Thankfully following in the path set by remakes such as Zack Snyder’s Dawn Of The Dead and Alexandre Aja’s The Hills Have Eyes, director Breck Eisner realises he’s got as much chance at matching Romero’s social commentary as Snyder did and so he follows the same route by also making his version fast paced and as incredibly tense as as getting a scrotum piercing from a trainee tattooist.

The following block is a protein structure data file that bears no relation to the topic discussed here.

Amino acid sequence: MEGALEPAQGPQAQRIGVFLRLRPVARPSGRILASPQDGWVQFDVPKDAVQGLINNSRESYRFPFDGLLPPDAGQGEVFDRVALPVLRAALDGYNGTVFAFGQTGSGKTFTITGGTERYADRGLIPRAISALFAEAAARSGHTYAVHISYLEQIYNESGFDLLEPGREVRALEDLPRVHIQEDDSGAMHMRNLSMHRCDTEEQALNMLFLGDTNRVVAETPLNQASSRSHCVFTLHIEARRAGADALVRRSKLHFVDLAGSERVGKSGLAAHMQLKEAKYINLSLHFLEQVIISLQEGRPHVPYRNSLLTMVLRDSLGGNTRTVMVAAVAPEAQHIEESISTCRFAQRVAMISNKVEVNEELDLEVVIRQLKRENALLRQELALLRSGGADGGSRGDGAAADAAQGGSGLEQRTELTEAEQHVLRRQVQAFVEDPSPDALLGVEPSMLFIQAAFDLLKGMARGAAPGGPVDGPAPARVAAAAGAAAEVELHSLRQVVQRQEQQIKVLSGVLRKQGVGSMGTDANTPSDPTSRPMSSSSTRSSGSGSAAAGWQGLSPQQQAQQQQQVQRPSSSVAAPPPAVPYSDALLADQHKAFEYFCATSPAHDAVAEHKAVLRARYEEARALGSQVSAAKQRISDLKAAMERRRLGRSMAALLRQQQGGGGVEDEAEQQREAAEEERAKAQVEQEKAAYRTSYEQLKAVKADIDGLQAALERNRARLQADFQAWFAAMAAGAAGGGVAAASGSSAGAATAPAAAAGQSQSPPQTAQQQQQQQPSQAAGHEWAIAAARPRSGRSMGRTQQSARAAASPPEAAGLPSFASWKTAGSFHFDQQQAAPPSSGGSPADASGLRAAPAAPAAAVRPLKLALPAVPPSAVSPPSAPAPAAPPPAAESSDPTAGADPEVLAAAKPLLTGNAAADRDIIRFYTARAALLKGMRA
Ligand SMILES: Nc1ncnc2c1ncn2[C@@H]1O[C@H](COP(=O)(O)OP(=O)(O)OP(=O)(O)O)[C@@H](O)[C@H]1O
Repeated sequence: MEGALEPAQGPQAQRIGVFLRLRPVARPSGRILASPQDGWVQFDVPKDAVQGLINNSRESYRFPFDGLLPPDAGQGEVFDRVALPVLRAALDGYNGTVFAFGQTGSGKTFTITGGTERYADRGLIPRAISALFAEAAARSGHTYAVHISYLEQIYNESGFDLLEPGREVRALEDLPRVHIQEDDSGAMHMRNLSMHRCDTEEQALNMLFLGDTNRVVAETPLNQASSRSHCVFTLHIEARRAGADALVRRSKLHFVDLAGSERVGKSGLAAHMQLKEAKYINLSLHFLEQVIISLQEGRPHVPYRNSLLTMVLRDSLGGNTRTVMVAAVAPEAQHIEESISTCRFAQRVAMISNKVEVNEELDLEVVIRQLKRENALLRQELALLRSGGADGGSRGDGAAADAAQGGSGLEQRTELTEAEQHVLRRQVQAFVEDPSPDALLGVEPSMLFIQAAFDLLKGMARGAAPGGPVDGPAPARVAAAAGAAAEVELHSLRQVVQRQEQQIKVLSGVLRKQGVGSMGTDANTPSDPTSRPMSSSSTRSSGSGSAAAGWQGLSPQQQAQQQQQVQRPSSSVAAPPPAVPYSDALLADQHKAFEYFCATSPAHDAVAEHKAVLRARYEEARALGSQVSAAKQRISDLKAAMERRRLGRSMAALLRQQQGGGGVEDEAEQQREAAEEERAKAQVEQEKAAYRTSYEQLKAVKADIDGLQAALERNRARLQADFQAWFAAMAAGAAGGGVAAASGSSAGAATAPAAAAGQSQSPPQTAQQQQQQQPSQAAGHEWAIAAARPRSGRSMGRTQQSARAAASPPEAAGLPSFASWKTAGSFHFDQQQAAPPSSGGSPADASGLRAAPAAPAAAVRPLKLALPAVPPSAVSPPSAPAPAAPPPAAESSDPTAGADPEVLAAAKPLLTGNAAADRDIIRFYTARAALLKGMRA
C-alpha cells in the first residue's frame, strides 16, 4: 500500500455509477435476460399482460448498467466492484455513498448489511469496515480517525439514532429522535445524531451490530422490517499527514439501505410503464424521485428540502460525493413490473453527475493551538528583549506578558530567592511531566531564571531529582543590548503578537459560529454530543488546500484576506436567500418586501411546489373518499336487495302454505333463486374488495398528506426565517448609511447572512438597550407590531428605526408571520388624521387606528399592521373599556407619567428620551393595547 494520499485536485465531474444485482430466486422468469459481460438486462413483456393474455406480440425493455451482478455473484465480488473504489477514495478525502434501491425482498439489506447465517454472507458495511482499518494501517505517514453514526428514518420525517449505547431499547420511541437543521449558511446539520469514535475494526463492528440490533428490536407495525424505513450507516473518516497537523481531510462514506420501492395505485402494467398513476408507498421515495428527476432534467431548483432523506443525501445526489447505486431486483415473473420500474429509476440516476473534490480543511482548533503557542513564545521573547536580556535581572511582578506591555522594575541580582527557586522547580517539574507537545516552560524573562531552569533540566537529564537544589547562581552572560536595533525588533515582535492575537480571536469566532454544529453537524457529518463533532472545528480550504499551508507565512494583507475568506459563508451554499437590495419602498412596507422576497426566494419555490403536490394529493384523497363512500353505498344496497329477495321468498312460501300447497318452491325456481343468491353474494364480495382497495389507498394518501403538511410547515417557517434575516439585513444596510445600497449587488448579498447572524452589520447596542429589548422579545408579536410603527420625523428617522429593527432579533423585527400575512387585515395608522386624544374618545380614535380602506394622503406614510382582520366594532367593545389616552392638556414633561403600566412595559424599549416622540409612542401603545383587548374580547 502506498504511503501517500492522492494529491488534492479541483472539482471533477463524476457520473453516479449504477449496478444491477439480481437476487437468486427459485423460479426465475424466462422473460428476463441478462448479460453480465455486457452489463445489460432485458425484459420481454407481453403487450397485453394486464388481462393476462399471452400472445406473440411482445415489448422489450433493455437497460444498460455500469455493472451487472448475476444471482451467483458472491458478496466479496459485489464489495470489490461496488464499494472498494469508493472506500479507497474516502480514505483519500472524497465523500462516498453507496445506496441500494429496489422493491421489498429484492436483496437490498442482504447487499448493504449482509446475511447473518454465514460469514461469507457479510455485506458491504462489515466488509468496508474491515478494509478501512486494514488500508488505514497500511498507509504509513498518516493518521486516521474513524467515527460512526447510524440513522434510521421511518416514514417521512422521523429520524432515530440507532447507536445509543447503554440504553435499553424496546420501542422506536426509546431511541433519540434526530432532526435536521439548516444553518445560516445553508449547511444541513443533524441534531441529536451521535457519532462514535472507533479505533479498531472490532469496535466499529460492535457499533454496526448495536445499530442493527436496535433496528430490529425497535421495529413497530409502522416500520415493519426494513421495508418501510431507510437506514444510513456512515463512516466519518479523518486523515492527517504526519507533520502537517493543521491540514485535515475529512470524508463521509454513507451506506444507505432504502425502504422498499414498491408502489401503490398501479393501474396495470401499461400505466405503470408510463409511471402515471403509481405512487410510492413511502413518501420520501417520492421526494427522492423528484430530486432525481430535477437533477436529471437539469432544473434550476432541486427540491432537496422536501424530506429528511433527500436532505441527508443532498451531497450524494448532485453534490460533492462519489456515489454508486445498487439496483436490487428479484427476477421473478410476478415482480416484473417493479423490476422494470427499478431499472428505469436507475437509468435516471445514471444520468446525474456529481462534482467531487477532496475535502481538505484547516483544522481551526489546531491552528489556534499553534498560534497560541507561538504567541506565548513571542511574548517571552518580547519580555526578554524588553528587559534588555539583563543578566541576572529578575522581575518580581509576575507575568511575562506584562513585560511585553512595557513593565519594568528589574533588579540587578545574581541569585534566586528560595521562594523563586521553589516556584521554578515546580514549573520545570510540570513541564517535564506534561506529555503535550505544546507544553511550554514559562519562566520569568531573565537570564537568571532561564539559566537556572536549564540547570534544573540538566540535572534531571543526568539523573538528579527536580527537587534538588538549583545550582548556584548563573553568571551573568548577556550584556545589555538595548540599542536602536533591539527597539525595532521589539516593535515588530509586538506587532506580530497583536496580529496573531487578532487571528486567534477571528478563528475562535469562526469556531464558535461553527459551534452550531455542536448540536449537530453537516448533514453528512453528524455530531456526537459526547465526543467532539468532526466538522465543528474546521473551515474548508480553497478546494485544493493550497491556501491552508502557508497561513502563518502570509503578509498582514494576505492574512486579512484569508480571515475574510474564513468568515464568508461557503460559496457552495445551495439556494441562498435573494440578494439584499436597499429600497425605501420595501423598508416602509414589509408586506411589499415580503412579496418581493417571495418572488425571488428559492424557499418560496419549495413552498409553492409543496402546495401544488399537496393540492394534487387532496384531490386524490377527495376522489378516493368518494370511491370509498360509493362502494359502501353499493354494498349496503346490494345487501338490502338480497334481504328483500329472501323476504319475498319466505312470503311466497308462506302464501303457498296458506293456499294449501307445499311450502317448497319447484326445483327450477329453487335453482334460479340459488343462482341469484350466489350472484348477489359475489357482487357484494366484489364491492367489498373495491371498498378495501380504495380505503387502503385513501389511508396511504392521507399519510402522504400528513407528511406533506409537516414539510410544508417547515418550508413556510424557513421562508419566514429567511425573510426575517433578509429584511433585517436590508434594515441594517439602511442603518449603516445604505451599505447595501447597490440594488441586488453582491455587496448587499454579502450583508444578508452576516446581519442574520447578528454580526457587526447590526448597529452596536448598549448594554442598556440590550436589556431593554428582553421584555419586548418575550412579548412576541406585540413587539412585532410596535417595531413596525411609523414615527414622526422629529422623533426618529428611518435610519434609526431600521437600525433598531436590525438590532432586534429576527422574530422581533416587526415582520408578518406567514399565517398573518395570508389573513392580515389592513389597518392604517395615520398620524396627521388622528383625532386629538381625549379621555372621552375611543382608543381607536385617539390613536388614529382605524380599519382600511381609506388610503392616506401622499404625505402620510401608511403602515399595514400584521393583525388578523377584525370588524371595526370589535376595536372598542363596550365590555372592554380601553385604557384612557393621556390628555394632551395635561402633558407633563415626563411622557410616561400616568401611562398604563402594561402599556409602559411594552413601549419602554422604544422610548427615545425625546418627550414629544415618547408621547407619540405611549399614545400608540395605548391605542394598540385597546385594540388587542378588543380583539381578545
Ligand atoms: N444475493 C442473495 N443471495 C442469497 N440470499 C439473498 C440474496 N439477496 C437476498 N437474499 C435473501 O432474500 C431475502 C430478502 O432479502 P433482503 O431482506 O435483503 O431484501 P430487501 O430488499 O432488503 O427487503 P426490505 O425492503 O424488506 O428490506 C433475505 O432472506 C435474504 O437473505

Where the original was a deliberately antagonistic look at military protocols going wrong while townsfolk frustratingly put the rest of the country at risk by trying to escape, The Crazies 2010 leaves a lot of the commentary at the door and make the presence of the government almost an an afterthought with our only connection to the brutal powers that be being an ominous eye in the sky, a passing attack helicopter or numerous faceless troops who refuse to take the time to explain themselves and thus seem as passive as a platoon of Darth Vaders kitted out in camo. Instead, Eisner focuses almost entirely on his leads and immediately makes you want them to survive thanks to the fact that they’re being played by the immensely dependable forms of Timothy Olyphant and Radha Mitchell with Olyphant in particular enimating a powerful pulse of old school decency that overpowers the very real problem that dictates that them successfully breaking the perimeter would actually be incredibly bad.